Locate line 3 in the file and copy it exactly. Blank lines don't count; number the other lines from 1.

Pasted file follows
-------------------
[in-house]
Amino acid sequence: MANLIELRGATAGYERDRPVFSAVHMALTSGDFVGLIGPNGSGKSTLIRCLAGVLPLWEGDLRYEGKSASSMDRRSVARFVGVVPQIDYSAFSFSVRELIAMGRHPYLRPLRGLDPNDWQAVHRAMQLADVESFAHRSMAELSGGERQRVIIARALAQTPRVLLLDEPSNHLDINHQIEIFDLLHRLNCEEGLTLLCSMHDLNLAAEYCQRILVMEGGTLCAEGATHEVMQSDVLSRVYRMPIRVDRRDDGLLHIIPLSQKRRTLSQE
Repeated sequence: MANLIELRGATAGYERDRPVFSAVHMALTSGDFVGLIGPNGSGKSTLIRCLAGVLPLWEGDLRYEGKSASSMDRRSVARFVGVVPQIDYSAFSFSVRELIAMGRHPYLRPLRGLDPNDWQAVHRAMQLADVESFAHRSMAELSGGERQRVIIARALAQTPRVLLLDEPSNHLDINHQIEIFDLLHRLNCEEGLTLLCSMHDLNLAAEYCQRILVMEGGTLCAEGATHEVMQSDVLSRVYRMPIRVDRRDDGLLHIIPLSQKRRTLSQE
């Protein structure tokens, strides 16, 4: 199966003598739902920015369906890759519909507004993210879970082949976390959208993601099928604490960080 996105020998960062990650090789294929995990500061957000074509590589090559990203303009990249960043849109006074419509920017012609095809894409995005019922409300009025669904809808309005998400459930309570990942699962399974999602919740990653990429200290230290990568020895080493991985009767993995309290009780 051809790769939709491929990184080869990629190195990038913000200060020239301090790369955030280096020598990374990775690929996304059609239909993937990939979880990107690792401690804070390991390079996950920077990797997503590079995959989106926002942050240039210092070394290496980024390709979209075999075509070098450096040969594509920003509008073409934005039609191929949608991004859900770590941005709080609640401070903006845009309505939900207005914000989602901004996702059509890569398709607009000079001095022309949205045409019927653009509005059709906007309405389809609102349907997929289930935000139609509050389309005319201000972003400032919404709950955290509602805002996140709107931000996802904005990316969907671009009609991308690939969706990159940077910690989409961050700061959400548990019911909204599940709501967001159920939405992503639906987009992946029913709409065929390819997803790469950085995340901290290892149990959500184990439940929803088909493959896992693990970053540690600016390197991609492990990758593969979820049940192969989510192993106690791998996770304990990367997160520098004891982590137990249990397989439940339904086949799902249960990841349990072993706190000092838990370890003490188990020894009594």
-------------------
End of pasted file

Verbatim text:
Repeated sequence: MANLIELRGATAGYERDRPVFSAVHMALTSGDFVGLIGPNGSGKSTLIRCLAGVLPLWEGDLRYEGKSASSMDRRSVARFVGVVPQIDYSAFSFSVRELIAMGRHPYLRPLRGLDPNDWQAVHRAMQLADVESFAHRSMAELSGGERQRVIIARALAQTPRVLLLDEPSNHLDINHQIEIFDLLHRLNCEEGLTLLCSMHDLNLAAEYCQRILVMEGGTLCAEGATHEVMQSDVLSRVYRMPIRVDRRDDGLLHIIPLSQKRRTLSQE